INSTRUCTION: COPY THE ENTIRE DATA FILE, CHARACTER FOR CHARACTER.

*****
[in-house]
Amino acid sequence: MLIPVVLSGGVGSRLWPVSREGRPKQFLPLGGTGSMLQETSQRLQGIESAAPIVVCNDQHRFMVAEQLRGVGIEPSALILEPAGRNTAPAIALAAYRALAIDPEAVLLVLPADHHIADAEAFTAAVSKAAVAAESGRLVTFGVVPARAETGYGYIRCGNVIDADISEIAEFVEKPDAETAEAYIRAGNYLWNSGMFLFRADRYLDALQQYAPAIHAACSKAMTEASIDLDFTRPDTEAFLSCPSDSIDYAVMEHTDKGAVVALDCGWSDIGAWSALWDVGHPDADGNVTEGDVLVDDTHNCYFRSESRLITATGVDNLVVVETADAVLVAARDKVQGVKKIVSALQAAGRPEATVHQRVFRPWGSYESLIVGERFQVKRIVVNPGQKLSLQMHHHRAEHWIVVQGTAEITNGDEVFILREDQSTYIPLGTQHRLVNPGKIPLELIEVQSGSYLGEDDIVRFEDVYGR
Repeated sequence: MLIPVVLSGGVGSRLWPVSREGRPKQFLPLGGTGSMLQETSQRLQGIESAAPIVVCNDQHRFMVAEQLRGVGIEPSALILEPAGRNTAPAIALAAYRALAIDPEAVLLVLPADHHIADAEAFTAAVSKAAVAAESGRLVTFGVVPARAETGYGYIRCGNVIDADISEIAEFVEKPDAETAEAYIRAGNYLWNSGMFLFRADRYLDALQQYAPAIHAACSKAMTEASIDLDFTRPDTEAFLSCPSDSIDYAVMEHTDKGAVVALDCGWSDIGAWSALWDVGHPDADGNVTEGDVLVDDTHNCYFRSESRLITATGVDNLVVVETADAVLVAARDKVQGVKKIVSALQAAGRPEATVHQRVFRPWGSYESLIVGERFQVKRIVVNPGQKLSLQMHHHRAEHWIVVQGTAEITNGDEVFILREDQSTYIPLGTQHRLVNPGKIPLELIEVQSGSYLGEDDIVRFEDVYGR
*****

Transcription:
[in-house]
Amino acid sequence: MLIPVVLSGGVGSRLWPVSREGRPKQFLPLGGTGSMLQETSQRLQGIESAAPIVVCNDQHRFMVAEQLRGVGIEPSALILEPAGRNTAPAIALAAYRALAIDPEAVLLVLPADHHIADAEAFTAAVSKAAVAAESGRLVTFGVVPARAETGYGYIRCGNVIDADISEIAEFVEKPDAETAEAYIRAGNYLWNSGMFLFRADRYLDALQQYAPAIHAACSKAMTEASIDLDFTRPDTEAFLSCPSDSIDYAVMEHTDKGAVVALDCGWSDIGAWSALWDVGHPDADGNVTEGDVLVDDTHNCYFRSESRLITATGVDNLVVVETADAVLVAARDKVQGVKKIVSALQAAGRPEATVHQRVFRPWGSYESLIVGERFQVKRIVVNPGQKLSLQMHHHRAEHWIVVQGTAEITNGDEVFILREDQSTYIPLGTQHRLVNPGKIPLELIEVQSGSYLGEDDIVRFEDVYGR
Repeated sequence: MLIPVVLSGGVGSRLWPVSREGRPKQFLPLGGTGSMLQETSQRLQGIESAAPIVVCNDQHRFMVAEQLRGVGIEPSALILEPAGRNTAPAIALAAYRALAIDPEAVLLVLPADHHIADAEAFTAAVSKAAVAAESGRLVTFGVVPARAETGYGYIRCGNVIDADISEIAEFVEKPDAETAEAYIRAGNYLWNSGMFLFRADRYLDALQQYAPAIHAACSKAMTEASIDLDFTRPDTEAFLSCPSDSIDYAVMEHTDKGAVVALDCGWSDIGAWSALWDVGHPDADGNVTEGDVLVDDTHNCYFRSESRLITATGVDNLVVVETADAVLVAARDKVQGVKKIVSALQAAGRPEATVHQRVFRPWGSYESLIVGERFQVKRIVVNPGQKLSLQMHHHRAEHWIVVQGTAEITNGDEVFILREDQSTYIPLGTQHRLVNPGKIPLELIEVQSGSYLGEDDIVRFEDVYGR